I think the one of the more common reason for imposter syndrome is that a lot of smart people constantly get told as children the "you're so smart/capable, you can do everything!" too much, and when you hear it enough times, it gets to you, so you think everything is just easy. And then when they start hitting roadblocks, instead of helping or explaining that it's normal for things to be hard and it's normal to fail, usually parents and teachers and whatnot tell them "Oh it's okay, don't worry about it, you're smart, you'll get it" and so they at first it works, maybe it just takes more time but they manage, but as things get harder and they still put little effort because "don't worry, you're so smart, you learn so fast/easy" and as they find out more and more things they don't umderstand or don't know they start to feel a dissonance, which builds anxiety.
And this is where I thinks it actually starts: at some points there comes a situation where they either share this anxiety with someone or someone notices their worry, and(at least from what I've seen from others) usually the response they get is something along the lines of: "Nah, you're just worrying too much, you're smarter than you think, don't be so down on yourself, you need to worry less", which, maybe I'm wrong, but I'm not sure telling someone that thinks he has a problem that he doesn't have a problem, helps their worrying.
And on one hand the amount if things they don't get/know/understand or fail at grows(cuz you can't just be good at EVERYTHING, so the more things you know about, the more things you don't understand) while mentally still being in that "Wait a minute, you're smarter than this, you should be getting this!" mindset that's been drilled into them, and so at some point the illusion shatters, and they start to think "Maybe I'm not so smart after all", and because they think they were wrong about their level, they feel like they have "oversold" themselves in the past and that makes any past accomplishments feel like lucky accidents instead: "If I'm not actually smart, the things I did manage to achieve must've been just accidental", which makes them feel like they've lied to themselves and everyone else when they "took credit for an accidents" and that their life is just a snowball of pretending.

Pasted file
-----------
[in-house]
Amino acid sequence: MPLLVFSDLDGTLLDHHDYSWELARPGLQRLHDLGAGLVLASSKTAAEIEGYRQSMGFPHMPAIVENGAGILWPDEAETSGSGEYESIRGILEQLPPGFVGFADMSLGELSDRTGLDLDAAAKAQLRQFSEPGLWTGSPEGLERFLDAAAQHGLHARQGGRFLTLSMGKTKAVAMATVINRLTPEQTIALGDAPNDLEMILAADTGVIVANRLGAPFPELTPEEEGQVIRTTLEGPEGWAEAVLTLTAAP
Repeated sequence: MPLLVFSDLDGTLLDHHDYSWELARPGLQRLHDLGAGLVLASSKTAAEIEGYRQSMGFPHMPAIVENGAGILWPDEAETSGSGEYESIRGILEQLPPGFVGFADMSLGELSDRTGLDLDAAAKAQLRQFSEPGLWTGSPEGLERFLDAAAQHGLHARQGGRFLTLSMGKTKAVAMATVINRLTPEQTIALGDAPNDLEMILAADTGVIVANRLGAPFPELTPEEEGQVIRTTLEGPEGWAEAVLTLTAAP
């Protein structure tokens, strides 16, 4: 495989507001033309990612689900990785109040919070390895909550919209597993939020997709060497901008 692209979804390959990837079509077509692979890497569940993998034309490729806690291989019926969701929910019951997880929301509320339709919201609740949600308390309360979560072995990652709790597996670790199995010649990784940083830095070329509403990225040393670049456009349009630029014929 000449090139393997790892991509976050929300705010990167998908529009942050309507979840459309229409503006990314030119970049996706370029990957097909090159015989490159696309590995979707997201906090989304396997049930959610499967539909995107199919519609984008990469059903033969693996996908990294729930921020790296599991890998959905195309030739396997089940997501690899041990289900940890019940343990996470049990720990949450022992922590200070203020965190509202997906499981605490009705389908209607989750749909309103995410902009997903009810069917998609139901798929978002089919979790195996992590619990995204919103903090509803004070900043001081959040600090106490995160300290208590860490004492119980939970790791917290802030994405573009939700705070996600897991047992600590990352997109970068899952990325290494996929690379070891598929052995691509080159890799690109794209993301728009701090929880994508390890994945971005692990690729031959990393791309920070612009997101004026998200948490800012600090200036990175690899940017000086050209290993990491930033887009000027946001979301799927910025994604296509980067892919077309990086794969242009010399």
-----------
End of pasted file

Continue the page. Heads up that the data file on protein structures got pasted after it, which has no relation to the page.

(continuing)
Now, is that actually a cause or is it another one of my crazy 1AM ramblings? I don't know xD
I'm not an expert in any of this and I don't really know any psychology so hell if I know if that's how any of this works but that's just my theory of one of the reasons why. *shrug*. I've had this theory for years, but I don't know.
It at least makes sense to me, but not everything that makes sense is true soooo.

Anyways, wall of text is over.

Oh, and for anyone struggling with imposter syndrome: I just want you to know, it's okay to fail, and it's okay to not know shit, especially in the dev industry where every "insignificant" detail can have an entire rabbit hole of expertise behind it, nobody can expect to know every part of it. And it doesn't make you any less smart no matter how much you fail. Tnis shit is hard, so I hope you stay strong and I hope you succeed in whatever it is you're struggling with.
*Massive virtual hug* <3

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    100%. I was told this too much as a child and it led to a belief that I'm still fighting that I should be good at everything immediately because I'm smart. And being smart became my identity, so if I wasn't....

    I was that guy in school who'd get 88% for something and then say to the guy who got 90% "Yea but you studied, which basically cheating"
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